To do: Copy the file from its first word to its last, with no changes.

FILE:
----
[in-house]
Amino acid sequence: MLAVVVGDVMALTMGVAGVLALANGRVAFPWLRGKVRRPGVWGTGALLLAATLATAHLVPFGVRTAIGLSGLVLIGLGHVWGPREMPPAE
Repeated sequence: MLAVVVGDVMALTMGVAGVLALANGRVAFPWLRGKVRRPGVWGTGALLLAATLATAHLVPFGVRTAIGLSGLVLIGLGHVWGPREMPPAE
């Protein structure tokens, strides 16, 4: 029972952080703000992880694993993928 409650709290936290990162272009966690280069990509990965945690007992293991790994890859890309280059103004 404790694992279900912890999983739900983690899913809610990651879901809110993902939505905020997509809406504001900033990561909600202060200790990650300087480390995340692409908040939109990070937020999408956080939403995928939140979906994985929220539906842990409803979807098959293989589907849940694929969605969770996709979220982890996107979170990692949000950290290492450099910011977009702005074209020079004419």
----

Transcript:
[in-house]
Amino acid sequence: MLAVVVGDVMALTMGVAGVLALANGRVAFPWLRGKVRRPGVWGTGALLLAATLATAHLVPFGVRTAIGLSGLVLIGLGHVWGPREMPPAE
Repeated sequence: MLAVVVGDVMALTMGVAGVLALANGRVAFPWLRGKVRRPGVWGTGALLLAATLATAHLVPFGVRTAIGLSGLVLIGLGHVWGPREMPPAE
């Protein structure tokens, strides 16, 4: 029972952080703000992880694993993928 409650709290936290990162272009966690280069990509990965945690007992293991790994890859890309280059103004 404790694992279900912890999983739900983690899913809610990651879901809110993902939505905020997509809406504001900033990561909600202060200790990650300087480390995340692409908040939109990070937020999408956080939403995928939140979906994985929220539906842990409803979807098959293989589907849940694929969605969770996709979220982890996107979170990692949000950290290492450099910011977009702005074209020079004419």